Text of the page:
True Blood, Season 2
Author’s note: I always try to avoid spoiling important plot points but because True Blood is a serialized drama, it will be difficult to talk about it without at least minor spoilers and impossible to talk about it without spoiling the first season. If you have not watched one or both seasons of True Blood and wish to watch it “clean”(which is really the only way to do it) then skip over the story section. You have been warned.
HBO has long delivered great horror series. From The Hitchhiker to Tales from the Crypt to the wonderful Carnivale, HBO has always taken advantage of the freedom that cable TV allows and led the way in adult oriented, episodic television. Unfortunately, while HBO has a great track record with their original dramas, they also have a not so great track record of their original dramas dying in the vine. Too often great HBO shows fizzle out far before they’ve creatively run their course. By preying on a public thirst for stories about vampires, the creative team behind True Blood looks to avoid that fate. Will the second season of True Blood leave you thirsty for more, or will it leave you just feeling drained? Let’s crack this baby open sink our teeth into it.
It’s roughly two years since vampires have “come out of the crypt” and revealed their existence to humans and there’s been an uneasy coexistence ever since. A synthetic blood substitute developed by the Japanese, “Tru Blood,” is the drink of choice for “mainstreamers” – vampires that try to integrate as much as possible into human society. The small Louisiana town of Bon Temps (“Good Times”) is, for some reason, an epicenter for the supernatural with telepathic waitress Sookie Stackhouse (Anna Paquin) at the center of it all.
This season, Sookie finds herself trying to reconcile her love for Bill Compton (Stephen Moyer) and his vampiric nature, while also fending off the advances of Erik Northman (Alexander Saarsgard). Sookie and Bill’s relationship becomes strained when Sookie discovers the existence of Jessica (Debra Ann Wohl), the teenage vampire Bill was forced to make as punishment for killing Longshadow (Raoul Trujillo) in season one. She discovers hitherto untapped power, as well as meeting for the first time a fellow telepath. Meanwhile, Bill must contend with Sheriff Erik’s increasing interest in Sookie and also feels the pressure of surrogate fatherhood to Jessica.
Maryann Forrester (Michelle Forbes), the enigmatic “social worker” who rescued Tara Thornton (Rutina Wesley) from jail at the end of season one continues to seduce Tara with the prospect of a blissful life, including a romance with the handsome Eggs (Mehcad Brooks). Tara slowly falls under Maryann’s influence but never seems able to fully shake the feeling that something is seriously wrong. The seemingly benevolent Maryann clearly has ulterior motives and casts sphere of influence over the mortal townspeople of Bon Temps, turning the town into a raging orgy-cum-party. The real question why is she doing it, and what is her special interest in Sam Merlotte?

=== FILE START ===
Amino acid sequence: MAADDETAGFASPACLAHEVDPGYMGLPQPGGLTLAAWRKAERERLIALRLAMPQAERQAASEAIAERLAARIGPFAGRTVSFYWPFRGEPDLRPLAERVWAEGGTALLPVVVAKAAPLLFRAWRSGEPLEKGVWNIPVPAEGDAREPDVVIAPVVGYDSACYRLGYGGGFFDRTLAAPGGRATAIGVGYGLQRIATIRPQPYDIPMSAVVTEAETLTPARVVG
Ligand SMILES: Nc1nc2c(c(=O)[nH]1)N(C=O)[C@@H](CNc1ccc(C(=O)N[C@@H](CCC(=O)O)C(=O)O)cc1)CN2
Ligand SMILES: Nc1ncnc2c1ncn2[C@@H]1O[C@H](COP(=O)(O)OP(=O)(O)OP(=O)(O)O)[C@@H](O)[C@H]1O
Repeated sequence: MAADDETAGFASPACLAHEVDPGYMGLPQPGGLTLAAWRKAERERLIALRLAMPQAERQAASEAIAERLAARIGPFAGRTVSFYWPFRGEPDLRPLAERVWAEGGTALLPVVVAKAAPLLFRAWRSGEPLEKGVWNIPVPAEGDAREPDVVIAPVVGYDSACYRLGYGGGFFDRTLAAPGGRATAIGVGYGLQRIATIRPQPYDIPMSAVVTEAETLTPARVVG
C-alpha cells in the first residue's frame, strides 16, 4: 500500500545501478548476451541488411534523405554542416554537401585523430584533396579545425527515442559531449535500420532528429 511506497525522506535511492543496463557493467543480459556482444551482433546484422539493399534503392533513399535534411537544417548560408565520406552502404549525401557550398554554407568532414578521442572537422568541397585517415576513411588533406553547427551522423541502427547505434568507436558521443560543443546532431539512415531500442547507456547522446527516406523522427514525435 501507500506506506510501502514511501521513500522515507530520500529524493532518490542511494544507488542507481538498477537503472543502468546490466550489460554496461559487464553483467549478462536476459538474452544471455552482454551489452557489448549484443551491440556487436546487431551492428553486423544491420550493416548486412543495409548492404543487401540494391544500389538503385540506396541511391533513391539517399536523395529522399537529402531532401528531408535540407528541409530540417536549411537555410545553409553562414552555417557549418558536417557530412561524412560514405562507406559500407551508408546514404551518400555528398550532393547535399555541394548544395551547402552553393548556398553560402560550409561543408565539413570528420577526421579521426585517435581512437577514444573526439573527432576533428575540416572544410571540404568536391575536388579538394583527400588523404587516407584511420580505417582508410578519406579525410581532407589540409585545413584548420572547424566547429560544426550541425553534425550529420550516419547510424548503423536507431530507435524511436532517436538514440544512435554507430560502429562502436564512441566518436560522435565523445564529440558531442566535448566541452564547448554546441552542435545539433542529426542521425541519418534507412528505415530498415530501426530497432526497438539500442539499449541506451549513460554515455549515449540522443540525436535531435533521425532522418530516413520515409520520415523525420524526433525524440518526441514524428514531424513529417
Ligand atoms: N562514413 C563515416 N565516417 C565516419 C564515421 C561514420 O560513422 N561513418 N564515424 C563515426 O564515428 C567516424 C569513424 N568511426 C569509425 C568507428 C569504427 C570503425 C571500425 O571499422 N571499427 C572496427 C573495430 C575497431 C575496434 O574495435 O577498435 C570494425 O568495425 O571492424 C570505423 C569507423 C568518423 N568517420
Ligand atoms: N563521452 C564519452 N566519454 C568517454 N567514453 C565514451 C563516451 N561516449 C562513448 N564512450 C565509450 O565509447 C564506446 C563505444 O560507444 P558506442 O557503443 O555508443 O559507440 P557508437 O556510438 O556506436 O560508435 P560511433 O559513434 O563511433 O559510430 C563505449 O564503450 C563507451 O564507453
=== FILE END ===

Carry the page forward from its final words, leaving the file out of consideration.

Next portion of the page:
Sam Merlotte (Sam Trammell) the shape shifting owner of Merlotte’s Bar and Grill (which seems to employ roughly 50% of the residents of Bon Temps, with the other 50% being its clientele) wrestles with his romantic feelings for Sookie and a budding interest in new waitress Daphne (Ashley Jones) who he feels a kinship with since she’s a shape shifter as well (the first he’s encountered). However, a secret past that connects him to Maryann and the fact the he plays a pivotal role in her plan means that he winds up on a sacrificial altar.
Jason Stackhouse (Ryan Kwanten) joins up with anti-vampire ministry, The Fellowship of the Sun (FotS) and is singled out by the leader of the cult, preacher Steven Newlin (Michael McMillan) as a potential leader in what he sees as the coming war between humans and vampires. He also must contend with his increasing sexual interest in the preacher’s wife, Sara (Anna Camp) and fend off her increasing advances. When his tenure at the FotS doesn’t end the way he plans, he returns to Bon Temps and teams up with Andy Bellefleur (Chris Bauer) to save the town from the chaos that’s enveloped it ion his absence.